‘Gut Girls’ debuts at Finley Theater

Kristi Goldin (left) and Sara Waddle rehearse lines for “Gut Girls.”

After many weeks of rehearsing, Del Mar College drama students debuted the play “Gut Girls” on Oct. 28 at the Finley Theater.

“It was a good first run,” said Jada DeDonder, who plays Polly. DeDonder was also part of the costume production crew for the play.

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Joseph Martinez (left) and Charles Luna get into character during rehearsal for opening night.

DeDonder plays one of many great, strong female roles in the play. Even though the circumstances are unique to these women, some of the obstacles they must overcome are the same women face today like breaking social norms, fighting for equality and spousal abuse. Still, despite all the obstacles, the gut girls keep their humor and wits about them.

The play, set in London around 1900, centers mostly on the Deptford Cattle Market District and London Suburbs. Victorian Age plays aren’t very common, but the costumes and play props added a special element to the play.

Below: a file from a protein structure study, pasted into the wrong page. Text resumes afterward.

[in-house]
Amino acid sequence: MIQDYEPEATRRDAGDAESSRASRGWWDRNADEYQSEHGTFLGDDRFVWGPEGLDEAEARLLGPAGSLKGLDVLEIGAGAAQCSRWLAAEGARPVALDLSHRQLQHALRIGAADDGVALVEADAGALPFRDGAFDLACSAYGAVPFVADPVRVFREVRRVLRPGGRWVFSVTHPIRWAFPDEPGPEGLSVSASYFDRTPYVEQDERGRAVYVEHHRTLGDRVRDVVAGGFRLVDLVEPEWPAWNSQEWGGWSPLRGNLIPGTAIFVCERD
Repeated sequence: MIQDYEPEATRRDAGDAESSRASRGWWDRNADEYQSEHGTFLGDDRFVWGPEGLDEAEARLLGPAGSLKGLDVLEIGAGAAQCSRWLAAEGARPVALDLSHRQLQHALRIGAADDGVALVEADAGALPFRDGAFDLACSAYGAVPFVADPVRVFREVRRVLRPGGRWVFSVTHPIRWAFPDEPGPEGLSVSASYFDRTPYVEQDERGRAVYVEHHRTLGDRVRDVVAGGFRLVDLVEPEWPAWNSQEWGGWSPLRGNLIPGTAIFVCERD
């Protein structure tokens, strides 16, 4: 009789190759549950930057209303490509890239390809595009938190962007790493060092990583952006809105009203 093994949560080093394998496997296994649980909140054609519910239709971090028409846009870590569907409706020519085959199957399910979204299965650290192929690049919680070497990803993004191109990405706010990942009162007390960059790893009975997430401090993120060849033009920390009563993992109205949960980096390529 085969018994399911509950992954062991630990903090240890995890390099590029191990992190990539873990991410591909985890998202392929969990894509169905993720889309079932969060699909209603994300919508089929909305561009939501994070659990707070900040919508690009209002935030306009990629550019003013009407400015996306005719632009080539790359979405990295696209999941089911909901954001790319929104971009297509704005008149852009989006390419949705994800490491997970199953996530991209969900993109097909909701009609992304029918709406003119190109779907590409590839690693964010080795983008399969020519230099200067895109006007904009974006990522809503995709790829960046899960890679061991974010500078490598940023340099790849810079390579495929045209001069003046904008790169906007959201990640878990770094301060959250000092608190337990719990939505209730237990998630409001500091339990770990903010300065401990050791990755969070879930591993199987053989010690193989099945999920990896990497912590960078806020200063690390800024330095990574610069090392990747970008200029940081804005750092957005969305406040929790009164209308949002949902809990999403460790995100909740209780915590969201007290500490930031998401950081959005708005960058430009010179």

The play begins by showing the audience the bloody, foul and overwhelming working environment these women must endure every day. Then one upper-class woman, Lady Helena, comes into the shed to invite the gut girls into a women’s club to attempt to mold these working women to be more “ladylike” and sophisticated. As the play progresses, the gut girls share tales of their past and present dilemmas with the help of dramatic spotlighting.

DMC student Sarah Vela-Jasso appreciated the attention and detail that was put into the play, directed by drama professor Carl Yowell.

“You can tell the accents were well practiced,” Vela-Jasso said.

The actors get ready to take a bow at the end of the Gut Girls opening night performance.
The actors get ready to take a bow at the end of the Gut Girls opening night performance.

Emily Sanchez, who did a great job at playing Annie, wasn’t as nervous as she expected.

“It didn’t feel like opening night, it was just like another rehearsal,” Sanchez said. “People responded well, they were laughing on cue.”

DeDonder was surprised that it went so well even though there were a lot of new actors in the play.

“Hard work pays off,” she said.

 

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